Adonais Vera Suarez never wanted this moment to arrive. On November 25, the 28-year-old customs officer was watching television when her soap opera was interrupted by an announcement from President Raúl Castro: His brother Fidel, leader of Cuba’s Communist revolution and longtime president of the nation, had died at the age of 90. “I didn’t believe it,” Vera said. She cried when the news sank in. That night, she barely slept.
This past Wednesday, Vera went to Santa Clara’s Plaza de la Revolución to bid farewell to Castro’s ashes as they traveled from Havana to Santiago, retracing the steps of his famed 1959 revolutionary journey. The caravan — a few security vehicles and a pickup truck with a wooden box of Castro’s remains in its bed — stopped here for the night. Nearly a thousand gathered. They lined the road along the caravan’s route in from the west and along the plaza’s entryway, which runs toward an enormous mausoleum erected for the body of Castro’s revolutionary brother in arms, Ernesto Che Guevara. For the first time in decades, the two icons would rest side by side.
Vera wasn’t sure of a lot of things that evening: Castro’s exact cause of death, the government’s next steps. But one thing was clear: “Our comandante left us prepared for this moment,” she said. “His death makes us more unified and stronger than ever. His death changes nothing.”
In the week following the death of El Comandante, across this tiny island nation, Cubans repeated this paradox: Fidel was everything; his death means nothing. The sentiment was echoed in dozens of interviews — in cities and small towns, by the farmers who stood along the highway running through seemingly endless fields of sugarcane. That Cubans see Castro as “a father,” “an idol,” and their “soul” speaks to a precarious cult of personality that amassed around the revolutionary leader over his 47 years in power. But the second half of the statement reflects the sharpness of his political vision: Fidel Castro created a nation of people who believe that this system, for better or worse, is theirs and that it's their duty to carry it on in his absence.
There will never be an accurate count of the people who watched Fidel’s remains roll slowly by in a box draped in a flag, under glass, in the back of a pickup. Some people here said they were told to attend. There were rumors that everyone, barring a medical excuse or certain work situations, was expected to be present. New Times followed the caravan’s entire path, and it seems unlikely there were fewer than several hundred thousand who showed up.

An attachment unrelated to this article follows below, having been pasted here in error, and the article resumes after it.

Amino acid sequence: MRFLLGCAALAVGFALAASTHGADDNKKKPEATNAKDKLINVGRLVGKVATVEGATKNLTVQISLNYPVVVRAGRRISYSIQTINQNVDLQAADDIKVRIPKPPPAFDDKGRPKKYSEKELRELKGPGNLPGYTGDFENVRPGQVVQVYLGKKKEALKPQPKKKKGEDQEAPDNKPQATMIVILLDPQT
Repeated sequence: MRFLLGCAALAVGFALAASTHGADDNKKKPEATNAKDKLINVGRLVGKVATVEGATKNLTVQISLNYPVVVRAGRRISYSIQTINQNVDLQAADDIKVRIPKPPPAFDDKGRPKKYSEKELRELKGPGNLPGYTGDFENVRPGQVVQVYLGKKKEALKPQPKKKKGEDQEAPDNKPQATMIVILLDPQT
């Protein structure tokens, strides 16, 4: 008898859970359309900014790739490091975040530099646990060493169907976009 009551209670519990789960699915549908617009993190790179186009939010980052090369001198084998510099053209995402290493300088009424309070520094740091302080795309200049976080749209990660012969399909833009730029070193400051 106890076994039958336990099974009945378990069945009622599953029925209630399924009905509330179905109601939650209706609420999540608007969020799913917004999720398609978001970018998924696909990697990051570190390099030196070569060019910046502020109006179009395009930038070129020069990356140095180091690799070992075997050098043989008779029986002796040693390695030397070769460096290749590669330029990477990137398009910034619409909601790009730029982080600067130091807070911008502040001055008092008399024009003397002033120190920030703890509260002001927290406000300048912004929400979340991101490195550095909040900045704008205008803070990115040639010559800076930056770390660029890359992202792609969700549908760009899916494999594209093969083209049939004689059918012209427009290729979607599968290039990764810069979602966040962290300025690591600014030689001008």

Government pressure might have inflated the roadside numbers. But the state can’t force people to cry.
Thursday, December 1, along Cuba’s central highway, nearing Sancti Espiritus, Maritza Rodriguez Vallivian waited for the caravan at 8:15 a.m. She had awoken at 3:30 a.m. to secure a spot sitting on the side of the road. “We owe him everything,” she said, her children's schooling, free medical care, her political consciousness. She stood next to a three-by-four-foot framed poster of Fidel, brought by her tobacco factory co-workers. One had “Fidel” painted on her face. “His death affected everyone at the factory,” Vallivian said — more than those who could fit on the government busses that brought them to this crossing. It would be several more hours before the caravan would pass, and there was no shade. Outside Cuba, there was talk of Castro's death being a moment of transition for the nation, of uncertainty. Rodriguez thought otherwise. She was calm; nervousness is not a luxury the revolution can afford. “El Comandante might be gone physically, but his presence lives on in all of us,” she says. “There is no before and after.”
In Camaguey, ten hours later, the chants were deafening. “Yo soy Fidel. ¡Yo soy Fidel!” This reporter's car was a few hundred yards behind the box of ashes. In its wake, emotion spilled onto the street. “He is heard; he is felt; Fidel is here.” Fists pumped, women wailed, loved ones embraced. “Fidel! Fidel! Fidel!” On one corner, a woman in tears hyperventilated and fell to the ground.
Half an hour later, the mood was calm. Families lingered. Young children begged their parents not to take them home, not yet. Four high-school students in mustard-colored uniforms gathered on a side street. They had waited five hours in the sun and then the rain. The group rejected the notion that young Cubans were not in lockstep with the revolution. “We were not required to come,” said 17-year-old Oscar Luiz Morgado. “We came because we believe in what Fidel built.” (He was also “very excited” to have finally been so close to Fidel himself.) He and his friends wanted the social programs to continue: The four want to be doctors and are banking on free medical school. Besides that? “More of the same,” Morgado said. He was light on specifics, though a continued opening for affordable internet was on his list of priorities.
Private internet connections are banned for most Cubans. For years, the country’s few internet cafés were prohibitively expensive. Recently, the government set up public Wi-Fi hotspots in parks and squares in major cities. Morgado and his friends have Facebook accounts, which they check “all the time.”